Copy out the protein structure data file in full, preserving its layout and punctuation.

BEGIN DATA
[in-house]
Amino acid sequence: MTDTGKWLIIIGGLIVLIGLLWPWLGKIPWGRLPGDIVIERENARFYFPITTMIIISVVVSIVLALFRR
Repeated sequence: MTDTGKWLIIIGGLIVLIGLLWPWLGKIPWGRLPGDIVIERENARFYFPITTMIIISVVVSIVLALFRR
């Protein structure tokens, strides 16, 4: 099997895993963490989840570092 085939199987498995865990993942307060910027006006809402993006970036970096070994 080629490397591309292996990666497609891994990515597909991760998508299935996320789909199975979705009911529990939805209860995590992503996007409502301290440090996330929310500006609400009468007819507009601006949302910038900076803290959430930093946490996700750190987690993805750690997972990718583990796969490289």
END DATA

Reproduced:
[in-house]
Amino acid sequence: MTDTGKWLIIIGGLIVLIGLLWPWLGKIPWGRLPGDIVIERENARFYFPITTMIIISVVVSIVLALFRR
Repeated sequence: MTDTGKWLIIIGGLIVLIGLLWPWLGKIPWGRLPGDIVIERENARFYFPITTMIIISVVVSIVLALFRR
């Protein structure tokens, strides 16, 4: 099997895993963490989840570092 085939199987498995865990993942307060910027006006809402993006970036970096070994 080629490397591309292996990666497609891994990515597909991760998508299935996320789909199975979705009911529990939805209860995590992503996007409502301290440090996330929310500006609400009468007819507009601006949302910038900076803290959430930093946490996700750190987690993805750690997972990718583990796969490289």